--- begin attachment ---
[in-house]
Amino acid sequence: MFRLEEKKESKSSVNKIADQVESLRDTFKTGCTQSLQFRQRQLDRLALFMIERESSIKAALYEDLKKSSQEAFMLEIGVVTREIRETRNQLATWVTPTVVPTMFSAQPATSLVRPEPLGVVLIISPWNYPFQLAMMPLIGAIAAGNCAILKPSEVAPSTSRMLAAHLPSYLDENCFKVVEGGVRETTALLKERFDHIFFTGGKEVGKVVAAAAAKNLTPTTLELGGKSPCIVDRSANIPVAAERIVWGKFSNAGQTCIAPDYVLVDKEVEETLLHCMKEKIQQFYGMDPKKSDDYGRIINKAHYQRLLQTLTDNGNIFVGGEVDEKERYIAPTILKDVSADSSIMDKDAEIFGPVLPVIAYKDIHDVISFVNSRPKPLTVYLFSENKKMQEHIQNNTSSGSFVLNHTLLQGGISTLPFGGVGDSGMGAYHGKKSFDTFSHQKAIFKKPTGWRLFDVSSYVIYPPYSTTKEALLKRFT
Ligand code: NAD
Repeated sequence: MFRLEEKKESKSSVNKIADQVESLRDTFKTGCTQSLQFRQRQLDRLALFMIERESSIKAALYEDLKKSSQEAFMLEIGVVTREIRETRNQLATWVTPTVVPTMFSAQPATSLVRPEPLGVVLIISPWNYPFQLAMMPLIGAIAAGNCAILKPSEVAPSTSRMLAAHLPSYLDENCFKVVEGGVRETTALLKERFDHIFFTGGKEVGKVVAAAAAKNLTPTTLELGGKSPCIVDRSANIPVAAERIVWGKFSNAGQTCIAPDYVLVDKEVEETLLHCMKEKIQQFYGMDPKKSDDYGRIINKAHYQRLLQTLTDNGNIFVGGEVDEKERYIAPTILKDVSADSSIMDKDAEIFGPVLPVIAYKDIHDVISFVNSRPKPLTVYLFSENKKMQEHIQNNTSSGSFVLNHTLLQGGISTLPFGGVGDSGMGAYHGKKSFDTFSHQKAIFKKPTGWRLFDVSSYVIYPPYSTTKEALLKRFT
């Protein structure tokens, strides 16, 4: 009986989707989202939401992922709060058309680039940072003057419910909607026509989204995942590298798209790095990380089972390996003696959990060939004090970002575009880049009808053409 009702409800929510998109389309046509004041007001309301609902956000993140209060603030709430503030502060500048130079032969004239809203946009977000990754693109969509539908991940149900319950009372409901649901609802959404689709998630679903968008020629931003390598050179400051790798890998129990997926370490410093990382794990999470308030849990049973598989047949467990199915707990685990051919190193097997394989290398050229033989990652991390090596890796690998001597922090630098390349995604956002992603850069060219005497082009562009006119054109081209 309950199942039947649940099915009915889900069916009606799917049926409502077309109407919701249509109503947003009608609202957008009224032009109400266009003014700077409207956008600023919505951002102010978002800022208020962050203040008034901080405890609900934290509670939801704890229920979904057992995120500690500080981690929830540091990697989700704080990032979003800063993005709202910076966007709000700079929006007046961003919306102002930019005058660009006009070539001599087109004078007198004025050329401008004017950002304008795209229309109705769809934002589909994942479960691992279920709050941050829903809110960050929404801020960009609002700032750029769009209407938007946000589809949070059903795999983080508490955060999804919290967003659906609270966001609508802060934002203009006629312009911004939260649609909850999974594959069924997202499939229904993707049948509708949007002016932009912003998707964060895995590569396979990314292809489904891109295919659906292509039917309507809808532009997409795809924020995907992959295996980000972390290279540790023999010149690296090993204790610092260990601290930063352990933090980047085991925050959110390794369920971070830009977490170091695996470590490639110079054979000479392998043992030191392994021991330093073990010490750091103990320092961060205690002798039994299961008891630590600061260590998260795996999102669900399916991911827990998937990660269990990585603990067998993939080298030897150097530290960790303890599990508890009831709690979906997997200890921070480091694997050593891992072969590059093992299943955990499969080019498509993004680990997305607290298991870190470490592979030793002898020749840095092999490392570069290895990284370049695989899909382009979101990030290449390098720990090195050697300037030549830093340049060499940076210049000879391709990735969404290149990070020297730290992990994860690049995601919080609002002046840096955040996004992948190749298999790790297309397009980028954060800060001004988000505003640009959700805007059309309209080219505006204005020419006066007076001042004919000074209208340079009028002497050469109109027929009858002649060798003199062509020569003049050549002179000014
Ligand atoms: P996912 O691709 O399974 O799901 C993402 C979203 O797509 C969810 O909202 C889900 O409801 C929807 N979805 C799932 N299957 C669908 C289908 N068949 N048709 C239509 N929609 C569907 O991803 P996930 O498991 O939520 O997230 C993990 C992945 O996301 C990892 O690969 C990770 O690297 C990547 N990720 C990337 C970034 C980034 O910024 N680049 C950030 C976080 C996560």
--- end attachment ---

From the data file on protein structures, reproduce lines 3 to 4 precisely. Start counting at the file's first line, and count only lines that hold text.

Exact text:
Ligand code: NAD
Repeated sequence: MFRLEEKKESKSSVNKIADQVESLRDTFKTGCTQSLQFRQRQLDRLALFMIERESSIKAALYEDLKKSSQEAFMLEIGVVTREIRETRNQLATWVTPTVVPTMFSAQPATSLVRPEPLGVVLIISPWNYPFQLAMMPLIGAIAAGNCAILKPSEVAPSTSRMLAAHLPSYLDENCFKVVEGGVRETTALLKERFDHIFFTGGKEVGKVVAAAAAKNLTPTTLELGGKSPCIVDRSANIPVAAERIVWGKFSNAGQTCIAPDYVLVDKEVEETLLHCMKEKIQQFYGMDPKKSDDYGRIINKAHYQRLLQTLTDNGNIFVGGEVDEKERYIAPTILKDVSADSSIMDKDAEIFGPVLPVIAYKDIHDVISFVNSRPKPLTVYLFSENKKMQEHIQNNTSSGSFVLNHTLLQGGISTLPFGGVGDSGMGAYHGKKSFDTFSHQKAIFKKPTGWRLFDVSSYVIYPPYSTTKEALLKRFT